“People think Malala is wrong, but I don’t think so… She has done the same thing we are doing… So what is wrong about it? Is it wrong to get an education?”, one girl added.
One of the points of criticism used against Malala lies in framing the dichotomy of ‘Western and Eastern feminism’. The same argument was also used by the right wing to suppress women’s movement in Pakistan in the 1980’s. As the voices of these girls demonstrate, the movement for girls’ education is not being driven by the western world; it is our own struggle and raises in response to the oppression and extremism.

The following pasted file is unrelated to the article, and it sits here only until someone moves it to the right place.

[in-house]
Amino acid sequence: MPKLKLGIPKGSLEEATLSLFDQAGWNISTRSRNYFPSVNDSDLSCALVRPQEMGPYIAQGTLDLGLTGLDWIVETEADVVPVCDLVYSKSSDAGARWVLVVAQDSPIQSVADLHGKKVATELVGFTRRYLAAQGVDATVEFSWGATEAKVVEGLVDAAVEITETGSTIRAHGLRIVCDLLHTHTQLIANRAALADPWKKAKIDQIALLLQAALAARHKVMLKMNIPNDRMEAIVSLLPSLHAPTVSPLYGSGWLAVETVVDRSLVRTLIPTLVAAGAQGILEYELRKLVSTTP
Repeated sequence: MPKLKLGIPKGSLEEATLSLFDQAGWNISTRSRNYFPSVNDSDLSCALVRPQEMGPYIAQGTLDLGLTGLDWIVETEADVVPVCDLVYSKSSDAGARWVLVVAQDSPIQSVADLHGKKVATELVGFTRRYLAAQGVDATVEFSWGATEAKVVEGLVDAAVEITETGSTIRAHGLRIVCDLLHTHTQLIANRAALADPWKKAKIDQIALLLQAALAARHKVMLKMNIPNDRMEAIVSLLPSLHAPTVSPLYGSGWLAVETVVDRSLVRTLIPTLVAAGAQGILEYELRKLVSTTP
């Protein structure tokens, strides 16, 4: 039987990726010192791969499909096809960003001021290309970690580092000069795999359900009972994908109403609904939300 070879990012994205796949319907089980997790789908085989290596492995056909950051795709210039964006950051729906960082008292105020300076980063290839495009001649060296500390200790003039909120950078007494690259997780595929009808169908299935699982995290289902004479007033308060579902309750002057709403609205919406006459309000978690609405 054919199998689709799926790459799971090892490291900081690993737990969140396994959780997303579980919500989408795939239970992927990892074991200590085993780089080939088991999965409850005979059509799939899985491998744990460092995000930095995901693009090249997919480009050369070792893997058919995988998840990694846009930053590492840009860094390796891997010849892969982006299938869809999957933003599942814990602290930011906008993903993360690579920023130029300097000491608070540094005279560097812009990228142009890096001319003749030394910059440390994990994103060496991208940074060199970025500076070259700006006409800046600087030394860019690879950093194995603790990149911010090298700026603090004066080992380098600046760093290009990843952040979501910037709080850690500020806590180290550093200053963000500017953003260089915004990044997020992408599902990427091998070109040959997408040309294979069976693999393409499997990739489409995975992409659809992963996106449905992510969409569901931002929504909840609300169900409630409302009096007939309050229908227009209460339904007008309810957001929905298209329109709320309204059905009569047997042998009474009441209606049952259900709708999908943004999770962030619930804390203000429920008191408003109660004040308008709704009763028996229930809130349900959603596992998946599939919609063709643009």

How people in the West think and talk about Malala is of huge importance if the struggle going on in Pakistan should avoid being called anti-Islam or pro-western. When the Westerners celebrate and honor Malala Yousafzai, it could also be taken as a critique of Pakistan as being evil towards women and children. Some may take Malala as a native child being rescued by the white man; emanating from the colonial era narrative of ‘the white man’s burden’. There also exists a strong critique against this narrative in Pakistan. Related to it is the question that why the West seems to love Malala and not take the responsibility for all the children killed by drones. Or why do people in the West seem so occupied with Malala while at the same time they have incarcerated Aafia Siddiqui in USA?